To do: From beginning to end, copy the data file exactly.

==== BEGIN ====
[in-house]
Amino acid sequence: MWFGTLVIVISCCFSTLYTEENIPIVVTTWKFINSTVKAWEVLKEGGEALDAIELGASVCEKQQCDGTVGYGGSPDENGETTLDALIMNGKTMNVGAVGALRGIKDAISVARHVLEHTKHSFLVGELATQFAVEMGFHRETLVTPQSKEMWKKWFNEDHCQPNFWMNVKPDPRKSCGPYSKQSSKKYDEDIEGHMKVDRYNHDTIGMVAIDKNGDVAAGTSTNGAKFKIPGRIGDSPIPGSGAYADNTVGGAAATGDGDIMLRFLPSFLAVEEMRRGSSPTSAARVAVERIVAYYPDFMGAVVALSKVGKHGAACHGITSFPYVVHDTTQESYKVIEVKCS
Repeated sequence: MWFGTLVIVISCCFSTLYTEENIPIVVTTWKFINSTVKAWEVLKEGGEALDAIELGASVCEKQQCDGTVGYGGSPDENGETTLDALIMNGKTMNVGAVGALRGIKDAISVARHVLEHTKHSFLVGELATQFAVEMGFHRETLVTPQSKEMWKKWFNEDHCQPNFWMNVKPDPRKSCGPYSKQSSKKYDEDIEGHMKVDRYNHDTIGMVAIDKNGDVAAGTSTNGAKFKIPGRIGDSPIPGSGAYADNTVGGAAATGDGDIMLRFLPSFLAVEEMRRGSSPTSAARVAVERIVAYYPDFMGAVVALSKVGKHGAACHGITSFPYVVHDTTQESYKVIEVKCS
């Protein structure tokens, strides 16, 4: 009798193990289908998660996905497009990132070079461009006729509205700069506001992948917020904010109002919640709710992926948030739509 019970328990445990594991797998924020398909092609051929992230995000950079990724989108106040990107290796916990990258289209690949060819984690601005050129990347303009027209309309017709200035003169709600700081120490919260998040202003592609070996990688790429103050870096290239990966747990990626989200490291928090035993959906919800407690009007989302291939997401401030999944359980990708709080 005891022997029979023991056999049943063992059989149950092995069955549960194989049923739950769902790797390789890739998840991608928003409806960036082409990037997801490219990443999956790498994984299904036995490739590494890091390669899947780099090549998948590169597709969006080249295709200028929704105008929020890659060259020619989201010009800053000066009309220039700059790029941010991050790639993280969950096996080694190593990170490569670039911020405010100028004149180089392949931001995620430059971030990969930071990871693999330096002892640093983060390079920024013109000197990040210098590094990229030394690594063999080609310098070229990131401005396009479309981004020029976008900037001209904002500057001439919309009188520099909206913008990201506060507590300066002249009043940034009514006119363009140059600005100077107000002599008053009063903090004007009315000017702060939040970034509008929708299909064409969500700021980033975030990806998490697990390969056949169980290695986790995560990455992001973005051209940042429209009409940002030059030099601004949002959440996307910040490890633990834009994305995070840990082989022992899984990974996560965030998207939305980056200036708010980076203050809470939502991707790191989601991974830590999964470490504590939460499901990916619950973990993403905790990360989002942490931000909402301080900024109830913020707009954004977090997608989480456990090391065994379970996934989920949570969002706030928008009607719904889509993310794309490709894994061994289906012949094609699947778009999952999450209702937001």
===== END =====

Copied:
[in-house]
Amino acid sequence: MWFGTLVIVISCCFSTLYTEENIPIVVTTWKFINSTVKAWEVLKEGGEALDAIELGASVCEKQQCDGTVGYGGSPDENGETTLDALIMNGKTMNVGAVGALRGIKDAISVARHVLEHTKHSFLVGELATQFAVEMGFHRETLVTPQSKEMWKKWFNEDHCQPNFWMNVKPDPRKSCGPYSKQSSKKYDEDIEGHMKVDRYNHDTIGMVAIDKNGDVAAGTSTNGAKFKIPGRIGDSPIPGSGAYADNTVGGAAATGDGDIMLRFLPSFLAVEEMRRGSSPTSAARVAVERIVAYYPDFMGAVVALSKVGKHGAACHGITSFPYVVHDTTQESYKVIEVKCS
Repeated sequence: MWFGTLVIVISCCFSTLYTEENIPIVVTTWKFINSTVKAWEVLKEGGEALDAIELGASVCEKQQCDGTVGYGGSPDENGETTLDALIMNGKTMNVGAVGALRGIKDAISVARHVLEHTKHSFLVGELATQFAVEMGFHRETLVTPQSKEMWKKWFNEDHCQPNFWMNVKPDPRKSCGPYSKQSSKKYDEDIEGHMKVDRYNHDTIGMVAIDKNGDVAAGTSTNGAKFKIPGRIGDSPIPGSGAYADNTVGGAAATGDGDIMLRFLPSFLAVEEMRRGSSPTSAARVAVERIVAYYPDFMGAVVALSKVGKHGAACHGITSFPYVVHDTTQESYKVIEVKCS
């Protein structure tokens, strides 16, 4: 009798193990289908998660996905497009990132070079461009006729509205700069506001992948917020904010109002919640709710992926948030739509 019970328990445990594991797998924020398909092609051929992230995000950079990724989108106040990107290796916990990258289209690949060819984690601005050129990347303009027209309309017709200035003169709600700081120490919260998040202003592609070996990688790429103050870096290239990966747990990626989200490291928090035993959906919800407690009007989302291939997401401030999944359980990708709080 005891022997029979023991056999049943063992059989149950092995069955549960194989049923739950769902790797390789890739998840991608928003409806960036082409990037997801490219990443999956790498994984299904036995490739590494890091390669899947780099090549998948590169597709969006080249295709200028929704105008929020890659060259020619989201010009800053000066009309220039700059790029941010991050790639993280969950096996080694190593990170490569670039911020405010100028004149180089392949931001995620430059971030990969930071990871693999330096002892640093983060390079920024013109000197990040210098590094990229030394690594063999080609310098070229990131401005396009479309981004020029976008900037001209904002500057001439919309009188520099909206913008990201506060507590300066002249009043940034009514006119363009140059600005100077107000002599008053009063903090004007009315000017702060939040970034509008929708299909064409969500700021980033975030990806998490697990390969056949169980290695986790995560990455992001973005051209940042429209009409940002030059030099601004949002959440996307910040490890633990834009994305995070840990082989022992899984990974996560965030998207939305980056200036708010980076203050809470939502991707790191989601991974830590999964470490504590939460499901990916619950973990993403905790990360989002942490931000909402301080900024109830913020707009954004977090997608989480456990090391065994379970996934989920949570969002706030928008009607719904889509993310794309490709894994061994289906012949094609699947778009999952999450209702937001």